Former Massachusetts Gov. Mitt Romney said presidential candidate John McCain has his own agenda and won't continue President Bush's policies.
"John McCain is his own man," said Romney, a former McCain rival for the Republican nomination who has been mentioned as a potential running mate.
"On economic matters, John McCain is in a very different place" than Bush, Romney said in an interview on Bloomberg Television's "Political Capital With Al Hunt" airing Saturday. "John McCain has been a frequent and vocal critic of George Bush. If you look at the conduct of the war in Iraq, John McCain was probably as outspoken a critic of the Bush administration as anyone."
Romney, 60, called McCain's health care plan "bold" and "a real re-orientation" of the nation's health-care system.
"He presents some real strengths as an independent, maverick voice," Romney said.
Republicans in growing numbers are distancing themselves from the unpopular president in this presidential and congressional election year. Democrats are trying to capitalize on the public dissatisfaction by labeling a McCain administration as a third Bush term.
Romney is in Sedona, Ariz., this weekend attending a barbecue at McCain's ranch with several other prominent Republicans, including Florida Gov. Charlie Crist and Louisiana Gov. Bobby Jindal. The gathering has been dubbed a vice-presidential tryout.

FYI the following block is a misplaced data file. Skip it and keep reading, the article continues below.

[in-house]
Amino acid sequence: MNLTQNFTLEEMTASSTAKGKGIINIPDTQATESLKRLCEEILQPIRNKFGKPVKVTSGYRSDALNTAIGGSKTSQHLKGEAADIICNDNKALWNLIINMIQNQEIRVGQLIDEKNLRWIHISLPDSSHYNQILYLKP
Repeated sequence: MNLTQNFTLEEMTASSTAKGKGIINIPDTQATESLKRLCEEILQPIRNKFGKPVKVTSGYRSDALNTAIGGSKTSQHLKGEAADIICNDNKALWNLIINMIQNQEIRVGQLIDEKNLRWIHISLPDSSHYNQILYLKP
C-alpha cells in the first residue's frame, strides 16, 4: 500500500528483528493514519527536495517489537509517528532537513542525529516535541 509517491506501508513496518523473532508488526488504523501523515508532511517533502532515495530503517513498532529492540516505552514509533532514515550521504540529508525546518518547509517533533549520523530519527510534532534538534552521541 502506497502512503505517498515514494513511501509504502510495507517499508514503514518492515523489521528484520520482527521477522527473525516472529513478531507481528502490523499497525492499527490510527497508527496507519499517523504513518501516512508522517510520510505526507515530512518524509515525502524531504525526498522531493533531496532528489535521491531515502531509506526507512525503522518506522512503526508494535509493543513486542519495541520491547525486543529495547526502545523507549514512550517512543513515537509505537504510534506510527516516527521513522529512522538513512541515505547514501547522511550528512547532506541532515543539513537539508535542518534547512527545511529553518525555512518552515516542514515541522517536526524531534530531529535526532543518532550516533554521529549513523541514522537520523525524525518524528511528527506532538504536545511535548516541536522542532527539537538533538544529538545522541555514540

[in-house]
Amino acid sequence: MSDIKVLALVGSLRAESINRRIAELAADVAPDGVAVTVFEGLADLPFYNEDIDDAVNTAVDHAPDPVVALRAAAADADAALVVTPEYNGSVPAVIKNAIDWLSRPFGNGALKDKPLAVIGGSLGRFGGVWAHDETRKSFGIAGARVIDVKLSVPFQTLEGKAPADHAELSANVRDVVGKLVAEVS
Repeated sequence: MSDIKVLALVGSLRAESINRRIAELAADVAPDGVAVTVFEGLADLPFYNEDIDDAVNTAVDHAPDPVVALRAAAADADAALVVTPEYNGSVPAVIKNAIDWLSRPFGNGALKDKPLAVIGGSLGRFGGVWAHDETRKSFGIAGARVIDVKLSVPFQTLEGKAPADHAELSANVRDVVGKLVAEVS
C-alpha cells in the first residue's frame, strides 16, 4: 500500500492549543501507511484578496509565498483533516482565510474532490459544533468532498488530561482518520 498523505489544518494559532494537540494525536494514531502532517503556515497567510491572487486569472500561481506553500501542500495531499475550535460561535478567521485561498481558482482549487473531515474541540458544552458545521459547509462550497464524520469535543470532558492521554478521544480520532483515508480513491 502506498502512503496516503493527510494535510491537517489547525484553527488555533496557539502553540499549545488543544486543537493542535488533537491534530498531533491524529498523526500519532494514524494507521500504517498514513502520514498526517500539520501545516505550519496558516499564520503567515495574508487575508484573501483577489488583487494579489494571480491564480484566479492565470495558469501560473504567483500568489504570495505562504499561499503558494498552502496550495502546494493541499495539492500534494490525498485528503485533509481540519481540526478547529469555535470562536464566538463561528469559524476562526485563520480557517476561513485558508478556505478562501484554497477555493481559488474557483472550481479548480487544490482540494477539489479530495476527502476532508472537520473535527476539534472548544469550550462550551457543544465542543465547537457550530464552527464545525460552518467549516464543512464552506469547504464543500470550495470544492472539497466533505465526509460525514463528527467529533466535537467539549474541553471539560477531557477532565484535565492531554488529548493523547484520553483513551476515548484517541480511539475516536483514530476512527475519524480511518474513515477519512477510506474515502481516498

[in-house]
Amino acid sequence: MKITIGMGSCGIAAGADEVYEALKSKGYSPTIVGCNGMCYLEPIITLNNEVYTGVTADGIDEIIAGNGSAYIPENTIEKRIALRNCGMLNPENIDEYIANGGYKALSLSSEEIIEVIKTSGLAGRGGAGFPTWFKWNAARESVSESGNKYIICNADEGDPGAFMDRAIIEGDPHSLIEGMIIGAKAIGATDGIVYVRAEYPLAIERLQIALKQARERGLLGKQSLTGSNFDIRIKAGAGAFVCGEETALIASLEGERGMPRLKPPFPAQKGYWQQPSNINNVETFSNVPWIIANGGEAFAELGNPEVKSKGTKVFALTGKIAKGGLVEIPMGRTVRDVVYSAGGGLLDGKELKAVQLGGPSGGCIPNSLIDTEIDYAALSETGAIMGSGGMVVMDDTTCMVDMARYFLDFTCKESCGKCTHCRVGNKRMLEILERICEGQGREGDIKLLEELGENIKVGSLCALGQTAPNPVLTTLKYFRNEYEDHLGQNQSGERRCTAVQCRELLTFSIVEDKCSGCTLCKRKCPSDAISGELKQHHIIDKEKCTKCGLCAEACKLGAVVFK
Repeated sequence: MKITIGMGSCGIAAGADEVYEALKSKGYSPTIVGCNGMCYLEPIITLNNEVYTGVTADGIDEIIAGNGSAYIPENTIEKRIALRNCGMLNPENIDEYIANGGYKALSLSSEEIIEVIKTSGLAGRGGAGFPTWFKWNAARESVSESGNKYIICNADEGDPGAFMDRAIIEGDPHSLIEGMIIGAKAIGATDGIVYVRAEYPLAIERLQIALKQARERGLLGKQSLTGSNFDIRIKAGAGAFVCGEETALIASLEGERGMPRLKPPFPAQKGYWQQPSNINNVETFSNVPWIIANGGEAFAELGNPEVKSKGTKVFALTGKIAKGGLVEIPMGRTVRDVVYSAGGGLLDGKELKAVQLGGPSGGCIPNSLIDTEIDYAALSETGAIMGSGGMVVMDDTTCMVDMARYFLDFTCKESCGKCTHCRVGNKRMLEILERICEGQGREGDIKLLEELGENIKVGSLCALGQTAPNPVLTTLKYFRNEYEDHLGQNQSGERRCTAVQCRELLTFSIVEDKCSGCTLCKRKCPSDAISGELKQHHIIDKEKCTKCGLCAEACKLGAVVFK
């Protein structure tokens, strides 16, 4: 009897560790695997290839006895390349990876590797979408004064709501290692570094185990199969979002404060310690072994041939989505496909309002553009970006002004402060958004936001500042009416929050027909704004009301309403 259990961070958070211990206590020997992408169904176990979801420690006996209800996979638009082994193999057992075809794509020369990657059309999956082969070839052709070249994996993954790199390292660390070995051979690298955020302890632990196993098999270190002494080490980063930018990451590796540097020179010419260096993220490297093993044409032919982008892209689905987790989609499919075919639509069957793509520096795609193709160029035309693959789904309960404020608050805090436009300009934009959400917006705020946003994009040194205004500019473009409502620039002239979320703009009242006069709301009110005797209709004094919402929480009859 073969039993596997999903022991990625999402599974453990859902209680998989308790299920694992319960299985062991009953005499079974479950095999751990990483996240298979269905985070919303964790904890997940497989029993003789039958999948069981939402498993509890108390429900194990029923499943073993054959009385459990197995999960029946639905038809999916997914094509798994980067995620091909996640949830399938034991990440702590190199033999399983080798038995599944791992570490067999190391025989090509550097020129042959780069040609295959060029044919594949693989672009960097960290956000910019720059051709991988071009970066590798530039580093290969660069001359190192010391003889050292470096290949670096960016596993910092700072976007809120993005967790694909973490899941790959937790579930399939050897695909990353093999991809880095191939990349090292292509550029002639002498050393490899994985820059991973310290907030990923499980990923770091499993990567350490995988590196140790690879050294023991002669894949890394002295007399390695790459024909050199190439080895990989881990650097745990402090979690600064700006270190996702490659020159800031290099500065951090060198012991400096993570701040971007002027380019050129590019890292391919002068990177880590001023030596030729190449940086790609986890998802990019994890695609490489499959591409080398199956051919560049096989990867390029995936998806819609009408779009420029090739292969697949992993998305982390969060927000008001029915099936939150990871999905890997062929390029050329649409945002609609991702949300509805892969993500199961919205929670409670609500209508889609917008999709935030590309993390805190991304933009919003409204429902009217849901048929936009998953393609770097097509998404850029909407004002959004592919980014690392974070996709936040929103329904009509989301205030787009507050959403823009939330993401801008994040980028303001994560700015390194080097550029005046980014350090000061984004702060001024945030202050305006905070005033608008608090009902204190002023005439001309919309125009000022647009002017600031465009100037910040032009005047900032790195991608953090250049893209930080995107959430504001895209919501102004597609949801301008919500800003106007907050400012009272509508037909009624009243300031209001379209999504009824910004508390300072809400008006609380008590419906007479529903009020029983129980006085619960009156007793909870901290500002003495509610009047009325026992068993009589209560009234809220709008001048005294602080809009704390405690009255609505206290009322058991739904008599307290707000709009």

Romney said that his primary campaign against McCain, an Arizona senator, makes it unlikely that he'll land the job as running mate.
"I don't think there's much likelihood that I'm on that list," Romney said. A number of people with strong credentials "weren't part of the last campaign," he said. McCain has "a lot of folks to choose from."
During his campaign, Romney said that Islamic jihadists are one of the biggest challenges America faces. In the interview, he criticized Democratic frontrunner Barack Obama, an Illinois senator, for his willingness to meet with foreign leaders, including U.S. foes such as Iranian President Mahmoud Ahmadinejad.
And setting a timetable for withdrawing troops from Iraq, as Obama has vowed to do, "would be something al-Qaida would be delighted to see," Romney said. Obama's foreign policy, he said, "shows a level of naivete that, well, it's similar to what we're seeing with Jimmy Carter," the former U.S. president who recently met with Palestinian leaders of Hamas, which the U.S. designates as a terrorist organization.
Romney also took on California Gov. Arnold Schwarzenegger for his failure to condemn a California Supreme Court ruling that threw out that state's ban on same-sex marriage. Schwarzenegger, a Republican, won't support a state constitutional amendment to overturn the court ruling.
"I don't agree with Governor Schwarzenegger on this," Romney said. "It will be an issue."
"I feel very deeply that you don't discriminate against people who are same-sex partners," Romney said. "At the same time, marriage, in my view, is a relationship reserved for a man and a woman."